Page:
Winning at poker is an art and not a science; the best poker players have an incredible mix of analytical and personal skills. To fulfill your potential at the poker table you need to develop a strategy: not an inflexible set of steps, but an overarching approach to your play which will give you long-term success. In short, you need a set of principles.
The technical detail of knowing your pot odds, understanding EV as the game progresses, and being able to deploy these strategies across different variables of poker is important, but it only makes up a small portion of a player’s overall strategy. In this article we’re going to look at some of these strategic principles in a little more detail:
Principle One – Don’t Think in Hands
“Thus what is of supreme importance in war is to attack the enemy’s strategy”
Getting a feel for what hand your opponent has is a critical part of poker. Most players think about this very specifically, for example, I think they have. This is flawed because statistically you’ll be wrong most of the time. It’s better to think more broadly in terms of the type of hand a player has: it could be a flush, high pair, middle pair, low pair, draw, ace-high or a bluff. Making these judgements will mean you have a better likelihood of success and it will be easier to start spotting how often these hands are played. It’s also important that you can make snap judgements on the potential pot odds. This is a faster and more effective way to help you understand your opponent better.
Principle Two – Trust in your Game Plan
“A goal without a plan is just a wish”
There are a million reasons why your game plan may change or fail, and that’s fine. What isn’t going to cut it in poker is deviating from the game plan for the wrong reasons because you’re annoyed, or bored, or tilted or because you feel lucky.
Every hand and every poker session are important because the margins are so small. So as your strategy and plan evolves don’t make poor bets because of external factors. Have what psychologists term a high locus of control, which means you feel a high degree of control over what happens to you. Accept that poker carries a large element of fortune but control everything else, starting with your game plan.
Principle Three – Be Measured
“He will win who knows when to fight and when not to fight”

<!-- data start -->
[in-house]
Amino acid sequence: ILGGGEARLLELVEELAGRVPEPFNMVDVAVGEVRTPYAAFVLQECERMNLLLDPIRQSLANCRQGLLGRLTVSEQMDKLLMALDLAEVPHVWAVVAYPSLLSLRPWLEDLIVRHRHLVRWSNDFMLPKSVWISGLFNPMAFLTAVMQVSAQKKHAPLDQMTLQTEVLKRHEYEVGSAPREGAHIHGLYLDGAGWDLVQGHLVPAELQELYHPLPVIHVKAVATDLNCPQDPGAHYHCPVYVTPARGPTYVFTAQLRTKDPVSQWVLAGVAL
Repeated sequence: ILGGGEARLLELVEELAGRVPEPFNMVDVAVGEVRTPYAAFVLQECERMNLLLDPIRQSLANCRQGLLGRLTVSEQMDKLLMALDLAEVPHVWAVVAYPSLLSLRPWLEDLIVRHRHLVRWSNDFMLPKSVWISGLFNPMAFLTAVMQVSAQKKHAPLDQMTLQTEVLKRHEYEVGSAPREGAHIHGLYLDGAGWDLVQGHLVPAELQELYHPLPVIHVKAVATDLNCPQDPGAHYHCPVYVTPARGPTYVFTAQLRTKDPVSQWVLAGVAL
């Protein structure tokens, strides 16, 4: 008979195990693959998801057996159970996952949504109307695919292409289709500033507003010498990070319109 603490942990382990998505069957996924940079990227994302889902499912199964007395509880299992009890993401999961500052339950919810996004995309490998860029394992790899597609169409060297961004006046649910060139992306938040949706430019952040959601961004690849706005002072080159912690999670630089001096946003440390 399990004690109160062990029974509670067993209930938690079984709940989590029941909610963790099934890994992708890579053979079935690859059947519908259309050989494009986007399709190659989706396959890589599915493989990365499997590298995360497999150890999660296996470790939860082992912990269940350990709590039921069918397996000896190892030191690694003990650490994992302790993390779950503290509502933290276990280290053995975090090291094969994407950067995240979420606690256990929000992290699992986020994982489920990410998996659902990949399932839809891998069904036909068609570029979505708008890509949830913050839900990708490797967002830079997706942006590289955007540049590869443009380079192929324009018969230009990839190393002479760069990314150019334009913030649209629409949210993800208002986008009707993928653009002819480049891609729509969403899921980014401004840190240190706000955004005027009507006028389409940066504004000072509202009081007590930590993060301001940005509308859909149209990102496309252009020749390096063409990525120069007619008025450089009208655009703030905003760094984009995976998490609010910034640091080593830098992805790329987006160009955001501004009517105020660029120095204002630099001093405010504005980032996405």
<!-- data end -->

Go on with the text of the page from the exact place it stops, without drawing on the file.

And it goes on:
Having a clear game plan is important, but knowing when to deviate from it is just as important. In any given session there will be reasons to mix up your strategy, for example when playing with weaker players, passive players, or the size of your chip stack. You may raise when you would normally fold and in the right circumstances this can be effective.
Ensure that you always have a clear reason to deviate. Just saying that you’re bored or want a change isn’t good enough. Have the discipline to be measured, no matter how hard that is in a long poker session.
Principle 4 – Play in the Right Games
“Listen, here’s the thing. If you can’t spot the sucker in your first half hour at the table, then you are the sucker”
~Mike McDermott (in the film ‘Rounders’)
You need to find games where you can win, and the better your opponent the lower your chance of winning. Good poker may get you a small return against better players but playing weaker players can increase your chances of winning exponentially. Not just winning but winning big.
For players serious about winning and making money from poker try and find games where the quality is as low as possible and the stakes are high. Obviously it’s hard to find these games but it doesn’t mean that you shouldn’t try. To win big you need to bring your skills to bear against these weaker players.
Principle 5 – Don’t be Bullied
“If you are distressed by anything external, the pain is not due to the thing itself but to your estimate of it; and this you have the power to revoke at any moment.”
There are two types of poker bully. The one who applies pressure at the right time as part of a well thought out strategy or someone being aggressive for the sake of being aggressive. Once you’ve identified the type of bully you can do a few simple things to deal with the issue, because it will happen from time to time.
If you need to fold then do so. Do not get goaded into an aggressive war for no reason. Take it hand by hand and your time will come. Think about your demeanour: are you seemingly nervous or vulnerable? If so, aim for impassive body language; this is easier to fake than confidence.